After preparing the steaks for the grill it was show time.  I placed the steaks on the grate about 4 inches above the coals and I prayed I wouldn’t mess this up.  I literally had one shot to make this work.  I had faith in my grill skills and I did what needed to be done.  While the meat was cooking I paced like a coyote outside a chicken house.  This meal could…not…be ready…soon enough.  During the time these were on the grill my dog had been keeping an even closer eye than usual on the grill so I had to watch to make sure he didn’t do something suicidal. 
I had to turn the steaks once or twice during the cycle and these were becoming the most perfectly plump, caramel colored, pieces of protein that have ever graced my grills surface.  15 minutes later the first steaks were ready. 
There was no ceremony, I simply walked in the back door, set the plate on the counter and with tremendous anticipation used my best knife to slice across the grain of this beautiful steaming chunk of meat.  The caramelized outer layer had bits of black charring around the edges that gave way to a thin layer of lighter brown just under the surface which in turn flowed to pink and then darker and moister shades of red as I approached the center of the cut.  Juices and steam flowed and danced in front of me in an irresistible show that beckoned me to partake of this meal.  Enchanting might be the best description.
I cut the first slice into two pieces…one for my wife and one for me.  I handed her the first piece and a moment after she began to chew her whole body slumped in an exaggerated display of relaxation, her eyes rolled back in her head and I kid you not…the first words out of her mouth were “When are you going elk hunting?!?” 
NOW I REALLY owe my buddy in Idaho..big time.  He just single-handedly got my wife to BEG ME to go elk hunting.  This guy is a genius.  This plan was so bold, so audacious, and so…diabolical that I never could have come up with it.  I never could have guessed that this would be the end result.  In my short sighted view of the world I thought I was just getting a really good meal….when all the while he was seeing the big picture, looking out for me, and casting in stone my ability to go elk hunting whenever I want…it’s unbelievable.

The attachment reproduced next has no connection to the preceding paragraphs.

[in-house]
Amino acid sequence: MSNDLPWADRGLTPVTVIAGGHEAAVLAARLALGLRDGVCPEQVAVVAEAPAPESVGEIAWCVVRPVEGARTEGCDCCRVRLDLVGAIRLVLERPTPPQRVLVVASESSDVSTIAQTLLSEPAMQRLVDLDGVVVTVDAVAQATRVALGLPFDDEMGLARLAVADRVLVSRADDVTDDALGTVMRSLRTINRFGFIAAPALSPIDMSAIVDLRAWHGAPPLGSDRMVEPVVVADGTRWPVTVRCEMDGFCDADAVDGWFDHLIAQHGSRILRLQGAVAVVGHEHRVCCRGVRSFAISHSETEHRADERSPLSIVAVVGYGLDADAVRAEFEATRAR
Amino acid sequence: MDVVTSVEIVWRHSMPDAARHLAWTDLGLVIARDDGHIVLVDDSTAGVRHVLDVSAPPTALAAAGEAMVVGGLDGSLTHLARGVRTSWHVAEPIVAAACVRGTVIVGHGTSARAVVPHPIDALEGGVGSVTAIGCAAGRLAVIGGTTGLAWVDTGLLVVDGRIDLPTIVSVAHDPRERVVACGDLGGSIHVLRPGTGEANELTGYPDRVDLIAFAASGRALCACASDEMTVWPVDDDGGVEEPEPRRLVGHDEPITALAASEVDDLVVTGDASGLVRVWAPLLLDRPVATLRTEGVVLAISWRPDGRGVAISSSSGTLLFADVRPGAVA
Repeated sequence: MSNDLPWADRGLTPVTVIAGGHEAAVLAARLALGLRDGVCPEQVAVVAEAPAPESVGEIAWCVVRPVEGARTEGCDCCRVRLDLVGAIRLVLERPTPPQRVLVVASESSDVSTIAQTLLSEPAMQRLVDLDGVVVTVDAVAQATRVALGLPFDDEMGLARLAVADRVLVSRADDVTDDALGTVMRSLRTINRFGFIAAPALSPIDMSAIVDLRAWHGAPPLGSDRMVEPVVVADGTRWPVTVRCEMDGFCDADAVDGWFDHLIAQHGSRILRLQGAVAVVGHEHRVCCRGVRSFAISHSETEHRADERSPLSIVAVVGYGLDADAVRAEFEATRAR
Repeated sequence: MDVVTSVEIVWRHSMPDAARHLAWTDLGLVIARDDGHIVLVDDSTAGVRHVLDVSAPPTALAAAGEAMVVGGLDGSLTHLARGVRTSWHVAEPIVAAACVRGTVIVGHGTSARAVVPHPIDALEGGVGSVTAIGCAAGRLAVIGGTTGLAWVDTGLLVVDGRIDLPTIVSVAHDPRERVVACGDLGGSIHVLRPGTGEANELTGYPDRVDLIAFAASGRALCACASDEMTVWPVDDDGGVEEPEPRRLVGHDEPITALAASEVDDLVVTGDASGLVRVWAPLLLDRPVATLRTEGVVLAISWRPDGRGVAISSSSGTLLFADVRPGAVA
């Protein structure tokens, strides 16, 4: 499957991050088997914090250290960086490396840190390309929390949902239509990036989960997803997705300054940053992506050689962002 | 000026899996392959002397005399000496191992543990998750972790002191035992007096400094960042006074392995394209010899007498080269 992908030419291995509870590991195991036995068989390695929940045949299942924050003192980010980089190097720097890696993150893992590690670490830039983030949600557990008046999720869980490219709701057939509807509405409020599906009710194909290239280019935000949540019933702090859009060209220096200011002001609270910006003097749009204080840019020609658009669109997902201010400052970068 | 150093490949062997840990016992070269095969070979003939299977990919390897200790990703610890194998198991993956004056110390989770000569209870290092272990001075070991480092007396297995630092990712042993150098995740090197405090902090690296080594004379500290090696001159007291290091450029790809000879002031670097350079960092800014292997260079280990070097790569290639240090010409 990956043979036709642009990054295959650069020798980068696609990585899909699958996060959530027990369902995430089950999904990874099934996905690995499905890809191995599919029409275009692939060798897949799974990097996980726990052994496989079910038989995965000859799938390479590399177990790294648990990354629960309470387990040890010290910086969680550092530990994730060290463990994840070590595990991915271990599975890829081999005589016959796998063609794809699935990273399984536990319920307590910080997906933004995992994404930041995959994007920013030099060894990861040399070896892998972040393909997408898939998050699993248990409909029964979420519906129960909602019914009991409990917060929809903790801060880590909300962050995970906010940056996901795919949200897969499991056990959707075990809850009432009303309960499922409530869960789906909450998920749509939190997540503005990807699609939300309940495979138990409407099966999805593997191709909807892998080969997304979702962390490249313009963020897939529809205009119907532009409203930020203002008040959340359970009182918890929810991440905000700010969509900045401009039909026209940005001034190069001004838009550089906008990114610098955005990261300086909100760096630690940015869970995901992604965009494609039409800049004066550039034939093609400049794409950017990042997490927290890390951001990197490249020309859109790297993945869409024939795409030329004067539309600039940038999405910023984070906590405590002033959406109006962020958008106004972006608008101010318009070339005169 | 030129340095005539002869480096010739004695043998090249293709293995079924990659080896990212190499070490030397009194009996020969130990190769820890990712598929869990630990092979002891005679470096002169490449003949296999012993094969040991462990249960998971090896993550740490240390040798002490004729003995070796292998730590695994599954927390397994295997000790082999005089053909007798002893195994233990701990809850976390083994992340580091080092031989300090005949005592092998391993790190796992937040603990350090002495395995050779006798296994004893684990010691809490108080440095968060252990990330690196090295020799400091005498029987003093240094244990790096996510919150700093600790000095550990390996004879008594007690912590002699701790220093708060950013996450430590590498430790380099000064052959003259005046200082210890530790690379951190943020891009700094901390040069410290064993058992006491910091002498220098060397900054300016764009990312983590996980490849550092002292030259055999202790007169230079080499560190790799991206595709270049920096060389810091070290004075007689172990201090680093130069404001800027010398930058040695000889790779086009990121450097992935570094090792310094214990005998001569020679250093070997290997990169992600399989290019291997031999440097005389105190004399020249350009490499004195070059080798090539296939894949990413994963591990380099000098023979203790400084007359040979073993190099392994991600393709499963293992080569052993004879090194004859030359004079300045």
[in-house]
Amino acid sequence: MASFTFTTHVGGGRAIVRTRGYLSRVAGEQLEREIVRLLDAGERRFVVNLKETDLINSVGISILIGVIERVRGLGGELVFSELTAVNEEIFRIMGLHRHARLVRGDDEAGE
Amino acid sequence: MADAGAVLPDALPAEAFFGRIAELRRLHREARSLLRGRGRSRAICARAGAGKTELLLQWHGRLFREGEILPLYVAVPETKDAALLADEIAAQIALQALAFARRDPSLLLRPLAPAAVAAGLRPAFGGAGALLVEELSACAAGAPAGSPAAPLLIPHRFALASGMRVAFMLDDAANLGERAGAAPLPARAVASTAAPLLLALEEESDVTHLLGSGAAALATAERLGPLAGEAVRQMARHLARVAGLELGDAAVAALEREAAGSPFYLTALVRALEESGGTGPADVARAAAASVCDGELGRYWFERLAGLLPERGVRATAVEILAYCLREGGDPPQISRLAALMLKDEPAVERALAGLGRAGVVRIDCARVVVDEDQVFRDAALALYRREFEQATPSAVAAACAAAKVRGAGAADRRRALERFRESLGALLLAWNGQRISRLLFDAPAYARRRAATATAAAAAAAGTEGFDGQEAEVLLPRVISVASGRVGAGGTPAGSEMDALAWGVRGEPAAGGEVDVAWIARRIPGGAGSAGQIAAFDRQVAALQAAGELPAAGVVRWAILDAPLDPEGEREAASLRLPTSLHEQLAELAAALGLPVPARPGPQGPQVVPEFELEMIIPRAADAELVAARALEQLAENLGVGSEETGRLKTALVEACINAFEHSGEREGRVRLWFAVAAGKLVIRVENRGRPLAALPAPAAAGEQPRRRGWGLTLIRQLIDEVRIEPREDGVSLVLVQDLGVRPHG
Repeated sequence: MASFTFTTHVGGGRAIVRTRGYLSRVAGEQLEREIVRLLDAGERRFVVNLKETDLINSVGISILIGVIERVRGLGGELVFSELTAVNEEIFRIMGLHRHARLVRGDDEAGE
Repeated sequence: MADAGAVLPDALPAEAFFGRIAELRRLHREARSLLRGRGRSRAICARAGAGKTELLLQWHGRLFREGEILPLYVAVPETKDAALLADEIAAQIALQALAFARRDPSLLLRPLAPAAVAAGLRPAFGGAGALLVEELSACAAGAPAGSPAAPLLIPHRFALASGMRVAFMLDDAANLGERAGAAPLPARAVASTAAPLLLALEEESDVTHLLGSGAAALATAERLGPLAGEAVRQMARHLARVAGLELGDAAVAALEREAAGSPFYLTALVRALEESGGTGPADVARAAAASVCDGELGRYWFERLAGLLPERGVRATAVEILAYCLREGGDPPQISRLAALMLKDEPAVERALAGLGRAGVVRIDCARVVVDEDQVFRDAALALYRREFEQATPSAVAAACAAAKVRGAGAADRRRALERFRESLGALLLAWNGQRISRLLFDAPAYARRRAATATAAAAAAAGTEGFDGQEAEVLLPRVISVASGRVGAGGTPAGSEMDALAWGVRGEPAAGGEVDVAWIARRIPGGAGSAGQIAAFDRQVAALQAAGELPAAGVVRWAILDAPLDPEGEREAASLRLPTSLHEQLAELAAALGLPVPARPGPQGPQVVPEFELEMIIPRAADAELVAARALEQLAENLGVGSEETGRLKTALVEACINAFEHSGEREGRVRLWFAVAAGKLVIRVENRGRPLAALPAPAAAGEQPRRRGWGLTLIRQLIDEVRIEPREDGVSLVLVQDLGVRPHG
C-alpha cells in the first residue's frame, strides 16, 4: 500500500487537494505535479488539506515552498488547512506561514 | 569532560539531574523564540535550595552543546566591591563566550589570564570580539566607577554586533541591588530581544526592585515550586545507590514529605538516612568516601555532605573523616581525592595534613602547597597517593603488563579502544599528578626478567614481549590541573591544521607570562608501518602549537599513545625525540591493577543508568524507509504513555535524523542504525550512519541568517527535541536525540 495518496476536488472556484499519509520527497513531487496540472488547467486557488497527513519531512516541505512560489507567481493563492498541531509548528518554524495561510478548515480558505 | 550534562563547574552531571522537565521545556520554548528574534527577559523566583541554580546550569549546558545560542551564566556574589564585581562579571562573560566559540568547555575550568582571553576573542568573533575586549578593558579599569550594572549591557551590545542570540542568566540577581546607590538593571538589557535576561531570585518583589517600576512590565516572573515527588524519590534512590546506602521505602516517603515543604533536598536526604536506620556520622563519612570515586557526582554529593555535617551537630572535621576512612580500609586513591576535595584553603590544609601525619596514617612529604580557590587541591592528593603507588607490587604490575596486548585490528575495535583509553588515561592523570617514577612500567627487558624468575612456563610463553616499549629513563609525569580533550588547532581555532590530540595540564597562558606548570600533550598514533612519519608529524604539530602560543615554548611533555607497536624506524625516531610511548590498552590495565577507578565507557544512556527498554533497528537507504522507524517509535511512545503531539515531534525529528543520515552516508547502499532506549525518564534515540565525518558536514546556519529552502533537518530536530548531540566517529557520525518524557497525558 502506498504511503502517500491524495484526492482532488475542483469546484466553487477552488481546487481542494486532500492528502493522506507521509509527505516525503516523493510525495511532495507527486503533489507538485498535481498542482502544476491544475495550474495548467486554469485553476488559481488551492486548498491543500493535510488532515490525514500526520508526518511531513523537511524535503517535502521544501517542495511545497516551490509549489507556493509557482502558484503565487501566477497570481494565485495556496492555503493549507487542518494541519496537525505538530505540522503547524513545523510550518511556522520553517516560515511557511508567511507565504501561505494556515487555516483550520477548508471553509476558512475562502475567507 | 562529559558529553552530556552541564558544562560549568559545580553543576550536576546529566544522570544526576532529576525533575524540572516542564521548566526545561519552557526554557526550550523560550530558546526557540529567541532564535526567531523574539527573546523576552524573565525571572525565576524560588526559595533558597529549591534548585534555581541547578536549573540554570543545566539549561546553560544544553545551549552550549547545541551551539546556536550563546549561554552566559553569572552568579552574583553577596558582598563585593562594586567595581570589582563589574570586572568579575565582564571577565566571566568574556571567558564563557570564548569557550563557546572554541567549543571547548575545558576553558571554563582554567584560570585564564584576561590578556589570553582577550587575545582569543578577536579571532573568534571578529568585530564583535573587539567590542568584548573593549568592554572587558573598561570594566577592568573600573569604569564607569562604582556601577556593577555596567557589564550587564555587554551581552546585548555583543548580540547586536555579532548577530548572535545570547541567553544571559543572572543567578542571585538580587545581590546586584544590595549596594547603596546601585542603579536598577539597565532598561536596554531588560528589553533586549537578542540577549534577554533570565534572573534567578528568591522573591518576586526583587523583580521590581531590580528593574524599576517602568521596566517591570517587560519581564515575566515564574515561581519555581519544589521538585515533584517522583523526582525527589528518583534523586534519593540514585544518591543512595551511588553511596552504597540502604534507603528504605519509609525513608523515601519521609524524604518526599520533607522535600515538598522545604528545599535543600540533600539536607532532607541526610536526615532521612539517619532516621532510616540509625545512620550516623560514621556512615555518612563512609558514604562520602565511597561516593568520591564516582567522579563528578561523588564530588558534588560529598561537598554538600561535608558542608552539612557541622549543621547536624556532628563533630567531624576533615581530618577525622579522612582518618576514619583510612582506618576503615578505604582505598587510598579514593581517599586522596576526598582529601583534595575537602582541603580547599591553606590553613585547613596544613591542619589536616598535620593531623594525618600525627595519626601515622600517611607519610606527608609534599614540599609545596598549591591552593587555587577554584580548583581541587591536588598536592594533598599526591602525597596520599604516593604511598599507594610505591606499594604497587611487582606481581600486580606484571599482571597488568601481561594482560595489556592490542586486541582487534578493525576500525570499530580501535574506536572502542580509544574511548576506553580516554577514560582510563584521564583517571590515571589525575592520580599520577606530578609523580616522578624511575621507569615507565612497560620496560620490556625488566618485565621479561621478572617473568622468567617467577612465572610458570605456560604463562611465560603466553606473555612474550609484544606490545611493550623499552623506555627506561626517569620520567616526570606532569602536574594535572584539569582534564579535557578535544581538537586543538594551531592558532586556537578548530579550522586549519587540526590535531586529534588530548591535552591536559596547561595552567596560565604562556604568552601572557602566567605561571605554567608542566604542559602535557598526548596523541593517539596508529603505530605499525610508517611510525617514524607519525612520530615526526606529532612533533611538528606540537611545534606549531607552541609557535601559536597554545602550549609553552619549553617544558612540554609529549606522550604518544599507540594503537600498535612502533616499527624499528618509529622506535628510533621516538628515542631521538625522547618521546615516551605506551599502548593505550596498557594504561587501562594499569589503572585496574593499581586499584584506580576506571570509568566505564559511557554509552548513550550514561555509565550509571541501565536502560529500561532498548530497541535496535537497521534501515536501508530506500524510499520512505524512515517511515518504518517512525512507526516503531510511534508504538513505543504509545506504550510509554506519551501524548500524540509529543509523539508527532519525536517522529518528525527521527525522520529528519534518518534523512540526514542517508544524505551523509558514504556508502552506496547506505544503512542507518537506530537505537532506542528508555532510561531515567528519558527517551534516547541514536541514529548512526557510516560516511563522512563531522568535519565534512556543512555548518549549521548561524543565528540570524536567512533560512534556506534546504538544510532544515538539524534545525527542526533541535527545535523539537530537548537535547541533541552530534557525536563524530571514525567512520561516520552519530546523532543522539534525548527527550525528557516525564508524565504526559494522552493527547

I think he has created an extension of the old phrase “give a man a fish and you’ve fed him for a day, teach a man to fish and you’ve fed him for a lifetime”. 
The new saying should go “Give a man some elk and you’ve taught his wife that him going elk hunting is a really, really good deal for the whole family not just for him because everyone loves elk meat and it’s really delicious and good for you too and it’s not just like he’s out there goofing around and playing cards in a cabin with the guys, he’s actually procuring the best meat on the planet for his family and that makes him a great provider and she’s glad she married him and if he gets an elk he doesn’t have to do any of the stuff on the honey-do list”. 
It’s a bit more “wordy” than the original phrase but I think it works.
My friend had told me that the elk would be the best meat I’ve ever had…period.  While I had heard many stories over the years proclaim the joys of elk meat…I had my doubts that it would be the best.  I’ve eaten in a lot of high falootin places in my time.  I’ve had five star French meals on Waikiki beach, and I’ve had Prime-Grade bone-in Rib eyes at some of the best steak houses in the world.  I’ve been lucky in that I’ve had some opportunities to really eat well. 
When that meat hit my mouth it was pure magic.  I want to say it “melted” in my mouth but that’s a bit cliché and I’m not sure it captures the true nature of the event.  That elk meat didn’t just melt in my mouth…it melted with my soul.  If it were ever possible to “become one” with a flavor…it happened right there in my kitchen.  The combination of texture, flavor, tenderness, juiciness, and several other “intangibles” all combined to do more than merely satisfy me.  They transported me.  I was no longer sitting at a dinner table in Memphis, TN...I had just sat down to dinner in Idaho.  I might as well have been standing amid sagebrush halfway up a draw in an Idaho canyon listening to the elk bugling and drawing deep cool lungful’s of mountain air scented with sage and pine and elk musk.  I am a loooooonnnng way from “Aisle 5” at this point. 
These are the things that make life..."LIFE"…and I am tremendously happy that my friend allowed me a small glimpse into his world through the joy of food.  I also owe him huge thanks for getting my wife to demand that I start elk hunting. 
I need to wrap this up…I actually am going fishing tomorrow.  And since I owe my buddy a favor in return maybe I can find a FedEx box big enough to put a big blue cat into.  Who knows…maybe it will make his wife demand that he starts jug fishing.